“The name Peacock pays homage to the quality content that audiences have come to expect from NBCUniversal – whether it’s culture-defining dramas from innovative creators like Sam Esmail, laugh-out-loud comedies from legends like Lorne Michaels and Mike Schur, blockbusters from Universal Pictures, or buzzy unscripted programming from the people who do it best at Bravo and E!,” said Bonnie Hammer, Chairman of Direct-to-Consumer and Digital Enterprises. “Peacock will be the go-to place for both the timely and timeless – from can’t-miss Olympic moments and the 2020 election, to classic fan favorites like ‘The Office’.”

Chicago Radio: FCC Green Lights Nexstar-Tribune Deal

After nearly a century of broadcasting, WGN 720 AM will no longer be Chicago’s very own.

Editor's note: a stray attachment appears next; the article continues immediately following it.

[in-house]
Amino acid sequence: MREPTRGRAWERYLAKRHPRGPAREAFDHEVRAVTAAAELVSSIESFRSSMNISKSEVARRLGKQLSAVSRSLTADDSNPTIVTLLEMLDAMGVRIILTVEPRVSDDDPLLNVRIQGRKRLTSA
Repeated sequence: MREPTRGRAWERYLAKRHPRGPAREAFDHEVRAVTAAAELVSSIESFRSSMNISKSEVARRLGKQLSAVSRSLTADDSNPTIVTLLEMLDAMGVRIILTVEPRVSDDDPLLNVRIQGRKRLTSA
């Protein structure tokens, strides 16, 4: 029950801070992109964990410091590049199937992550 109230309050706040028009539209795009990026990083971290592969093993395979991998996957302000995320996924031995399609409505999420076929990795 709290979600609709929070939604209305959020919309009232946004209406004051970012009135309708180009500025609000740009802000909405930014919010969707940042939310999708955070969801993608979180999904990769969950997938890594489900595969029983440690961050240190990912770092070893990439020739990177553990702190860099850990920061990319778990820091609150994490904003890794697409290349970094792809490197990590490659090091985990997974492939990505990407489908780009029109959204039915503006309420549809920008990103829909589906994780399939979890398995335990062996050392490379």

The Nexstar Media Group’s $4.1 billion purchase of Chicago-based Tribune Media was approved by the Federal Communications Commission Monday, creating the nation’s largest local TV station ownership group, and moving the corporate nexus to Texas. The deal is expected to close later this week, reports The Chicago Tribune.

In granting the merger, the FCC said viewers would benefit from combining the two giant media companies under the Nexstar corporate umbrella.

“The Commission found that the proposed merger would provide several public interest benefits to viewers of current Tribune and Nexstar stations,” the FCC said in a statement Monday. “For example, viewers would benefit from their local stations having increased access to Nexstar’s Washington, D.C., news bureau and state news bureaus.”